(Reuters) - New Zealand's Olympic team said they were satisfied with their accommodation for the Rio de Janeiro Games on Sunday, despite their trans-Tasman Sea neighbors Australia refusing to move in.
The Australian Olympic team have declined to take up their apartments in the village with Chef de Mission Kitty Chiller saying the accommodation was "not safe or ready".
The Italian team also said some areas of the village were not ready and that they had been forced to hire workmen to carry out emergency repairs.
The New Zealand Chef de Mission Rob Waddell said, however, he was happy with the accommodation, even if the advance team had needed to work with organizers to get it up to standard.
Waddell and his 10-strong advance party arrived in Rio last week and also found plumbing and electrical issues, but managed to fix them in time.
"We were disappointed the village wasn't as ready as it might have been when we arrived and it hasn't been easy," the Sydney Olympics rowing champion said.
"Our team has had to get stuck in to get the job done.
"We're pleased to say that thanks to the New Zealand team's planning, strong relationships and a bit of hard work were ready for the first athletes to arrive."
Italy's team leader Carlo Mornati said on Sunday some parts of the village were not ready to host athletes when it opened for business on Sunday.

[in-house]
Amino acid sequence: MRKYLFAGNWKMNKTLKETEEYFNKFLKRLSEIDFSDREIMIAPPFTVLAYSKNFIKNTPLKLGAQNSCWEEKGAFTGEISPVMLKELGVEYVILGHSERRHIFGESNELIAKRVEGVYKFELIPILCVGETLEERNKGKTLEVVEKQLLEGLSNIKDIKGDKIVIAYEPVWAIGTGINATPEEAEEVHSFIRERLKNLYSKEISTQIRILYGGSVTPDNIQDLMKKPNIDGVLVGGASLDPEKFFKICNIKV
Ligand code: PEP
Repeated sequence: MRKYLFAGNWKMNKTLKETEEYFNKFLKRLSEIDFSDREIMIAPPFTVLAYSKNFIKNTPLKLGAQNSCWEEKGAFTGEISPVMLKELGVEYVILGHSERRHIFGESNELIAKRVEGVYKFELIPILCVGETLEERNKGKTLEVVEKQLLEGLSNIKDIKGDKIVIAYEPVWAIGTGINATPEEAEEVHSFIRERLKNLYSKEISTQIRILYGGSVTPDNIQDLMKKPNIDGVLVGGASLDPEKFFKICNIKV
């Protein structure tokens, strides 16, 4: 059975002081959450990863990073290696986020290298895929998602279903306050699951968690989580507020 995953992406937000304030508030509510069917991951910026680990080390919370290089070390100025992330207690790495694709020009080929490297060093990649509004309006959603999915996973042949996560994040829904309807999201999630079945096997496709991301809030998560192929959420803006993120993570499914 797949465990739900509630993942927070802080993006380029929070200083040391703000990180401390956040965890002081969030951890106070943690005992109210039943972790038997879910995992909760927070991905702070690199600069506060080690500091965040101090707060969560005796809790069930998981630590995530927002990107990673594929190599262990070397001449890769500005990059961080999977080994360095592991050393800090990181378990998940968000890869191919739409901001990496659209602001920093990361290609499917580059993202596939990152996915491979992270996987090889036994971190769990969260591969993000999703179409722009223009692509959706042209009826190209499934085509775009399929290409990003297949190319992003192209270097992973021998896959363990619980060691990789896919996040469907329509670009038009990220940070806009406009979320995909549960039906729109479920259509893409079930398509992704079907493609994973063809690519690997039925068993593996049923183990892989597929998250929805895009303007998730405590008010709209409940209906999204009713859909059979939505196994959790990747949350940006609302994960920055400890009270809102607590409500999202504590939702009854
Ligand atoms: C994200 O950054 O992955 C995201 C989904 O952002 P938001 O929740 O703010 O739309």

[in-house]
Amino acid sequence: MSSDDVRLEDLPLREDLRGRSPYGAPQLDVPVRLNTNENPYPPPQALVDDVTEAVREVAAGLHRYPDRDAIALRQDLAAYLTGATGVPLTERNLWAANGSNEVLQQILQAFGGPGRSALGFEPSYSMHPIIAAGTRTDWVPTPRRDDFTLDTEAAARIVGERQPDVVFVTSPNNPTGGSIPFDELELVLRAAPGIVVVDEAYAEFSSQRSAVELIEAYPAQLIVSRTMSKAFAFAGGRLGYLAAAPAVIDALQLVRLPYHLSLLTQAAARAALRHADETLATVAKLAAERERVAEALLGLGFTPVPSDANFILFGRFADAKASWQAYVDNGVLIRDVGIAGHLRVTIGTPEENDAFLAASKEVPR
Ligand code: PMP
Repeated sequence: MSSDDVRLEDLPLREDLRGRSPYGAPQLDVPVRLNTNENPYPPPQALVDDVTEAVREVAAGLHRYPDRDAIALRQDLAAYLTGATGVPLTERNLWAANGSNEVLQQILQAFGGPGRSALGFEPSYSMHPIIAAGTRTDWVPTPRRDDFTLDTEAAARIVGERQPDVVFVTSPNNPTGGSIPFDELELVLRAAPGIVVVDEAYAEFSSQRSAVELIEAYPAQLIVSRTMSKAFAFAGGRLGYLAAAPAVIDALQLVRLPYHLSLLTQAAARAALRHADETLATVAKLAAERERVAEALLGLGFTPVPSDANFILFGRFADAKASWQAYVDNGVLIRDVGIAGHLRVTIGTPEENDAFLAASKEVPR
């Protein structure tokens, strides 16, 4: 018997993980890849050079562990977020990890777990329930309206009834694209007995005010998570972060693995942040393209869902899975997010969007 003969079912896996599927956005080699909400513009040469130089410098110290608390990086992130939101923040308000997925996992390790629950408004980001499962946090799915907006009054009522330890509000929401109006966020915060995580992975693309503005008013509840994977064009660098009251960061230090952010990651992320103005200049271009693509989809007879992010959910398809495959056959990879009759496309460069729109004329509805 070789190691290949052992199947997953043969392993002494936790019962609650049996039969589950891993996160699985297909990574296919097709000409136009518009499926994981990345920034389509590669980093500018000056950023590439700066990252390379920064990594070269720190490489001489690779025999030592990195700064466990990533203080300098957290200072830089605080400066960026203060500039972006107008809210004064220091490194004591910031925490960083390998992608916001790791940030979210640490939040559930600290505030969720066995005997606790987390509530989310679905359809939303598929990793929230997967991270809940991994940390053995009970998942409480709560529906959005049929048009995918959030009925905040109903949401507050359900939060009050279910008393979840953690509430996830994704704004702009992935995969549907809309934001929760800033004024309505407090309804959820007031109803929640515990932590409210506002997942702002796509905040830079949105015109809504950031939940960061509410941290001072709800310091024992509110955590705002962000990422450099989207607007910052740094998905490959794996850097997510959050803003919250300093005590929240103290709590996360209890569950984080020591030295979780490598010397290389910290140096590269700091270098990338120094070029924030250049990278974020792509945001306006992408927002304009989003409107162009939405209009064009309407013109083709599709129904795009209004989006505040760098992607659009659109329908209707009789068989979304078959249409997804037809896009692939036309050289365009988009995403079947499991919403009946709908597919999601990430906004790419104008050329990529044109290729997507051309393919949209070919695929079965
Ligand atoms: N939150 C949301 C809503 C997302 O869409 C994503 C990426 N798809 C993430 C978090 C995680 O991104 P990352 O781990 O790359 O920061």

"Among the unfinished areas are a few apartments in block 20, the one to be used by Italy, and we have had to hire laborers, electricians, plumbers and bricklayers over the last few days so that the athletes' accommodation can be brought up to normal conditions as soon as possible," the Chef de Mission said in a statement.
The newly-built village will host more than 18,000 athletes, officials, staff and volunteers in 31 buildings and more than 3,600 apartments over the Aug. 5-21 Olympics and Sept. 7-18 Paralympics.
Organizers have conceded there have been "teething troubles" and promised that crews would be "working 24 hours a day until the issues are resolved".
Australia's Chiller cited problems including "blocked toilets, leaking pipes and exposed wiring." Some apartments had water running down the walls and "a strong smell of gas," while stairwells were unlit and floors were in need of a thorough clean.
The Australians are hoping to move athletes into the village on Wednesday.
London Olympics rowing champion Mahe Drysdale was the first New Zealand athlete to arrive in the village on Sunday and declared himself pleased with the standard of accommodation.
"We are in Rio! Already taken ownership of the Village being the very first Athlete from any country to arrive and get through the gates!" Drysdale wrote on his Instagram account.
"All is good, few finishing touches still to be made but when you arrive at 5am on opening day you can't expect it to be perfect. Next stop the Rowing Venue."
(Reporting by Greg Stutchbury,; Editing by Nick Mulvenney)